Why Team USA should (and shouldn't) win back-to-back gold medals at the 2011 WJC

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jackcampbellposes.jpgDespite the fact that home ice advantage may largely be nixed because Buffalo is so close to Canada, many believe that Team USA will be mild favorites for a repeat gold medal performance in the 2011 IIHF World Junior Championships. If they accomplished that goal, they’d only be the fourth team to win back-to-back golds in the tournament’s 34 year history.

Gare Joyce put together a list of five reasons why Team USA should win and countered with three areas of weakness to boot. I’ll go over each reason, with a few excerpts from his article.

Joyce’s No. 1 reason was returning goalie Jack Campbell (first photo). Campbell came in relief of Mike Lee to help the U.S. team win it all in an overtime thriller against Canada in front of a boisterous Canadian crowd in the last tournament.

I’ll admit that the main reason I spotlighted this segment was to share the amusing anecdote Joyce throws in, though.

1. Goalie Jack Campbell
You have to go back to 2003 for the last time a defending champion brought back a goaltender who was more than a backup on his first trip — Russia brought back Andrei Medvedev, a roly-poly kid who ended up eating himself out of hockey. (As an aside, I sat next to him after a practice and he devoured a family-sized bag of potato chips in no more than five minutes.) But even Medvedev’s name has an asterisk attached to it — he started two consecutive gold-medal games but was pulled from the first one.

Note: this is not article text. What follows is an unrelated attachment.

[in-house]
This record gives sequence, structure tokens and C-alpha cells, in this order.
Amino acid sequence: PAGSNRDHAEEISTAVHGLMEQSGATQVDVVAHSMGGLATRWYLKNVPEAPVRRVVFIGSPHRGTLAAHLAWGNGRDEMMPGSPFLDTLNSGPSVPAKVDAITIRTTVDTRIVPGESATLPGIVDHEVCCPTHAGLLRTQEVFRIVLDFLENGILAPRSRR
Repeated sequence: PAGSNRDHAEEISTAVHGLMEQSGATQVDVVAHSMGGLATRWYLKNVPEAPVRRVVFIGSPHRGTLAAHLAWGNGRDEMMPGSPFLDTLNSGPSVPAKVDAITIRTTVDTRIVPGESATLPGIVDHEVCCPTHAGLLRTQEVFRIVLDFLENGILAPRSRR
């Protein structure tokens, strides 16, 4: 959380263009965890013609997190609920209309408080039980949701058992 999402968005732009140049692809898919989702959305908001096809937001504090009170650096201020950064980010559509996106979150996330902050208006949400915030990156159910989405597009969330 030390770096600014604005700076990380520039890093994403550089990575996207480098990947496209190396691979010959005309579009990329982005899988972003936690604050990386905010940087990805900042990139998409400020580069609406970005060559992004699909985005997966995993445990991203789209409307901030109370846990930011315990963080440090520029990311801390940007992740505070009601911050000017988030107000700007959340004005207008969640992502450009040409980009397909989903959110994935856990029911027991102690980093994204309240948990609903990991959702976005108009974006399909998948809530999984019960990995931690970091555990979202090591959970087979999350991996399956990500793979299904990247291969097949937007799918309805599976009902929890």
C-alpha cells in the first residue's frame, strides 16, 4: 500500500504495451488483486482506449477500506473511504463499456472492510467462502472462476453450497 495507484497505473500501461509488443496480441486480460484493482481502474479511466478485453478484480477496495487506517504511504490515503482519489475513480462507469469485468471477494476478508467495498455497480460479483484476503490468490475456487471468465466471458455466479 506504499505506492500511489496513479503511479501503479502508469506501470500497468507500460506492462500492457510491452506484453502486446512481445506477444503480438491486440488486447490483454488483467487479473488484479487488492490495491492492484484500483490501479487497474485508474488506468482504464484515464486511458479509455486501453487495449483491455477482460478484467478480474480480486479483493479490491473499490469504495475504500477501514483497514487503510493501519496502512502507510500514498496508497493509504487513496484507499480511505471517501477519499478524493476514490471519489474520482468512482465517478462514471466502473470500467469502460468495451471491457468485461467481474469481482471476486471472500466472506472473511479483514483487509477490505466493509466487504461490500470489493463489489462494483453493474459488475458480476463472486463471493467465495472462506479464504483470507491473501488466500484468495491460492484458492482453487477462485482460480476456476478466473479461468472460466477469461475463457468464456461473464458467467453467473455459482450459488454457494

Somebody somewhere is making “Medvedev is the Russian Martin Brodeur” jokes right now, I can just sense it.

2. Experience
Campbell is the starting point for experience on Team USA but it runs deep onto the roster. In Lake Placid the U.S. roster features six forwards (Ryan Bourque, Jerry D’Amigo, Chris Kreider, Jeremy Morin, Kyle Palmieri and Jason Zucker) and one defenseman (John Ramage) back from the 2010 championship team. Defenseman Cam Fowler wasn’t in attendance but unless the Anaheim Ducks try to force him into the lineup straight out of the draft (a possibility, however wrong-minded) he’ll also be back.

Thumbnail image for Thumbnail image for bennettandetem.jpgWhich goes along nicely with the fifth point: chemistry, as Joyce points out this fact: ” … at least four D-men from the 2009 U.S. under-17 team will be in the lineup in Buffalo, with at least five forwards from the 2008 under-17 squad.”

Overall, Joyce points to goalie Campbell, experience, speed, physicality and chemistry as the five reasons why the U.S. team should feel good about its chances. Still, nearly every sports team has some weaknesses and Joyce shares three sticking points.

The first two are the biggest issues for the red, white and blue.

1. Sources of scoring
I asked coach Keith Allain what his greatest concern will be going into Buffalo. He answered the question with a question.

[snip]

2. The middle of the ice
Said one NHL exec in Lake Placid: “I look at center on the U.S. depth chart and wonder who’s going to get the puck to the wingers.”

“Who’s going to score for us?”

So it sounds like the United States team might be a little bit lacking in the “firepower” department. They’ll depend a lot on a beyond-solid group of defensemen and Jack Campbell’s goaltending because the third problem Joyce chose was a lack of a good backup. Joyce points out that the current front-runner is Zane Gothberg, an excellently named but rather green late draft pick of the Boston Bruins.

Despite their flaws, the ’09 version of the US World Juniors team was a blast to watch. We’ll see what kind of group they put on the ice in Buffalo, but fans of American hockey should be very excited about this group as they mature over the next few years. Perhaps the US team’s surprising run to a silver medal will just be the beginning of a great new era in American hockey …

Another North Dakota junior goes pro as Blackhawks sign Luke Johnson